ALABAMA (WHNT) — While Cinco de Mayo is NOT Mexico’s Independence Day, it should also be known the holiday isn’t just about finding the best street tacos and frozen margaritas (but also, we won’t judge).

There are plenty of events to attend across North Alabama, whether you’d rather celebrate with music, food, painting or even bingo!

May 5 was officially declared a national holiday by President Benito Juarez in 1863, celebrating the one-year anniversary of Mexico’s victory over the French at the Battle of Puebla, according to the Smithsonian.

That battle happened after Juarez stopped making payments to European nations after war had made it impossible for the country to keep paying.

Three wars, specifically, depleted Mexico’s funds, including the 1821 battle to gain independence with Spain, the two-year fight against America in the 1840s, and their own civil war in 1857.

After the country defaulted on payments, France, Britain and Spain sent troops their way to demand repayment.

Yet, in true Napoleon fashion, the third namesake did his own thing and sent 6,000 troops to the town of Puebla in hopes to install a French monarch. Those troops battled 2,000 Mexicans, who, on May 5, were victorious.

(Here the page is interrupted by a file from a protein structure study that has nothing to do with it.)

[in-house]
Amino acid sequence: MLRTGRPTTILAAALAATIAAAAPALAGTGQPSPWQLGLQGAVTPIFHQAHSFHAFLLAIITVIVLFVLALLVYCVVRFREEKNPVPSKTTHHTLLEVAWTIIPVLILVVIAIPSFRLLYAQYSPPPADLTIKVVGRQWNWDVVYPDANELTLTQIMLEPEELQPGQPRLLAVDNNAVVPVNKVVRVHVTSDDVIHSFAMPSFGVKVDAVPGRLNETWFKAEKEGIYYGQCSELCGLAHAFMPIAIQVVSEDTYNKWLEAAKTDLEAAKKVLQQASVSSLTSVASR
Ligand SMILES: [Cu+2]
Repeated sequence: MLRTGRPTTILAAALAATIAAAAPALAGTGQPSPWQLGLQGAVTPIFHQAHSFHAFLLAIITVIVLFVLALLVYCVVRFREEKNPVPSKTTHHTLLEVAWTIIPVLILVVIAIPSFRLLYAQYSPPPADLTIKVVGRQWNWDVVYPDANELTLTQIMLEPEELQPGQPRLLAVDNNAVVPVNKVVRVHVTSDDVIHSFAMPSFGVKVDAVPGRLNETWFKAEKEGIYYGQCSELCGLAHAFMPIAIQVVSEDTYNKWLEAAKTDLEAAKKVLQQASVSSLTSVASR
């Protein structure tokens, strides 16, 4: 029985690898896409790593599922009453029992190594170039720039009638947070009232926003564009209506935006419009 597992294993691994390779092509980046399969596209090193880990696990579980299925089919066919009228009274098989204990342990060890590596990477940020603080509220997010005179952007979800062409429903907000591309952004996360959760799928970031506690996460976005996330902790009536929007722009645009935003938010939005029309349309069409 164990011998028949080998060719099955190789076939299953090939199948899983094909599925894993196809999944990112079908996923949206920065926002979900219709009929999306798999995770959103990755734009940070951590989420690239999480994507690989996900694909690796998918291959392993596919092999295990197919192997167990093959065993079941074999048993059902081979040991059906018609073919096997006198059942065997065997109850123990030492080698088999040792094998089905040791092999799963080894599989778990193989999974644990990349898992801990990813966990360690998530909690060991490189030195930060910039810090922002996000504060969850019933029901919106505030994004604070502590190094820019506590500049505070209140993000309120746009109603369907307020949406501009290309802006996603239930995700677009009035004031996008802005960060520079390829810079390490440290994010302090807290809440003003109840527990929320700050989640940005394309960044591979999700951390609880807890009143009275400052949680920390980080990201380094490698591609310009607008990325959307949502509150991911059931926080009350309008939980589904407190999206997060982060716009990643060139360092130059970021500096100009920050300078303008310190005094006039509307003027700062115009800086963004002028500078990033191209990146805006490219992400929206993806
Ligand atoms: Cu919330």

Despite Napoleon III returning with more forces and installing Arch Duke Maximillian, “Cinco de Mayo” became the battle cry for Mexican troops, celebrating every year with singing, dancing and food.

Those celebrations were a way for them to stay focused on taking their country back and keeping their heritage alive.

It wasn’t a major celebration in America, until President Franklin Delano Roosevelt enacted the Good Neighbor Policy in 1933, which aimed to strengthen the relationships with Latin American countries.

Cinco de Mayo got a big popularity boost in the 1960s when beer companies produced marketing campaigns targeting the Hispanic population.

Since we all have margaritas on our minds now, this would be a good time to point out that the very first frozen margarita machine — which was created in 1970 — is on display at the Smithsonian National Museum of American History after spending 34 years making countless customers happy.

Cinco de Mayo wasn’t celebrated with margaritas, though, until their invention in the late 1930s-early-1940s.

Yes, it’s perfectly fine to celebrate the holiday with your favorite taco and marg. There are other ways to celebrate, like engaging in the culture and heritage, reading books by Latin authors, listening to music, watching movies or admiring art created by Mexican artists.

You can also find and support local Mexican-owned businesses in your area, or find some good recipes and make your own authentic food at home!

Oh, and just in case you’re wondering, Mexico’s Independence Day is celebrated every year on September 16.